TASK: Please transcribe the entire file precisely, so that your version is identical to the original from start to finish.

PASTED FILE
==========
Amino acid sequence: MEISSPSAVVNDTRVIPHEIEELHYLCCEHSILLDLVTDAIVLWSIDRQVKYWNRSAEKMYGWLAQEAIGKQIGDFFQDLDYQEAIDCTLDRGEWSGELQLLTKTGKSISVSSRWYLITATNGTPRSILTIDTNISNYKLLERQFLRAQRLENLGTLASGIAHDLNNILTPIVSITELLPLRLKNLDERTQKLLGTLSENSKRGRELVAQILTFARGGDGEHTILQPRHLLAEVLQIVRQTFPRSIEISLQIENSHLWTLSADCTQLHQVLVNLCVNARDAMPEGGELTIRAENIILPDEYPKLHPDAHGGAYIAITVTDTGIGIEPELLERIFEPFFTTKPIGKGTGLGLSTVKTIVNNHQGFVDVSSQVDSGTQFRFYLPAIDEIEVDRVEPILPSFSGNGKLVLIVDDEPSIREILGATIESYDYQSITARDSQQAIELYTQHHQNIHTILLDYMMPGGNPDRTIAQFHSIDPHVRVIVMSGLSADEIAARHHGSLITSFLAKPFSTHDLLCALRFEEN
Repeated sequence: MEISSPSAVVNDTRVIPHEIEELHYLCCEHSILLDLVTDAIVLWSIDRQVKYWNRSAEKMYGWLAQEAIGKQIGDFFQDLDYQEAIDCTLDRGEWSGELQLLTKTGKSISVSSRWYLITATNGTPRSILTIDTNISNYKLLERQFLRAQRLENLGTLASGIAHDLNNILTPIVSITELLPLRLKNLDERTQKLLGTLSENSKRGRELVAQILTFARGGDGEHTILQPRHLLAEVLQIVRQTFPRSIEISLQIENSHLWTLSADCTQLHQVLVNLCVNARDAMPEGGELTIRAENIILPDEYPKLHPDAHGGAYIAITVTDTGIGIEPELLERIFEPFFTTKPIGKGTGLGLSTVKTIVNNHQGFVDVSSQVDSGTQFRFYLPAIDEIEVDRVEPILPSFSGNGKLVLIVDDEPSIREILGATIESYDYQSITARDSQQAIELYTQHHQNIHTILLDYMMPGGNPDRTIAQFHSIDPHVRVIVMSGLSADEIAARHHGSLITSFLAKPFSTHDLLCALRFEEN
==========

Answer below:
Amino acid sequence: MEISSPSAVVNDTRVIPHEIEELHYLCCEHSILLDLVTDAIVLWSIDRQVKYWNRSAEKMYGWLAQEAIGKQIGDFFQDLDYQEAIDCTLDRGEWSGELQLLTKTGKSISVSSRWYLITATNGTPRSILTIDTNISNYKLLERQFLRAQRLENLGTLASGIAHDLNNILTPIVSITELLPLRLKNLDERTQKLLGTLSENSKRGRELVAQILTFARGGDGEHTILQPRHLLAEVLQIVRQTFPRSIEISLQIENSHLWTLSADCTQLHQVLVNLCVNARDAMPEGGELTIRAENIILPDEYPKLHPDAHGGAYIAITVTDTGIGIEPELLERIFEPFFTTKPIGKGTGLGLSTVKTIVNNHQGFVDVSSQVDSGTQFRFYLPAIDEIEVDRVEPILPSFSGNGKLVLIVDDEPSIREILGATIESYDYQSITARDSQQAIELYTQHHQNIHTILLDYMMPGGNPDRTIAQFHSIDPHVRVIVMSGLSADEIAARHHGSLITSFLAKPFSTHDLLCALRFEEN
Repeated sequence: MEISSPSAVVNDTRVIPHEIEELHYLCCEHSILLDLVTDAIVLWSIDRQVKYWNRSAEKMYGWLAQEAIGKQIGDFFQDLDYQEAIDCTLDRGEWSGELQLLTKTGKSISVSSRWYLITATNGTPRSILTIDTNISNYKLLERQFLRAQRLENLGTLASGIAHDLNNILTPIVSITELLPLRLKNLDERTQKLLGTLSENSKRGRELVAQILTFARGGDGEHTILQPRHLLAEVLQIVRQTFPRSIEISLQIENSHLWTLSADCTQLHQVLVNLCVNARDAMPEGGELTIRAENIILPDEYPKLHPDAHGGAYIAITVTDTGIGIEPELLERIFEPFFTTKPIGKGTGLGLSTVKTIVNNHQGFVDVSSQVDSGTQFRFYLPAIDEIEVDRVEPILPSFSGNGKLVLIVDDEPSIREILGATIESYDYQSITARDSQQAIELYTQHHQNIHTILLDYMMPGGNPDRTIAQFHSIDPHVRVIVMSGLSADEIAARHHGSLITSFLAKPFSTHDLLCALRFEEN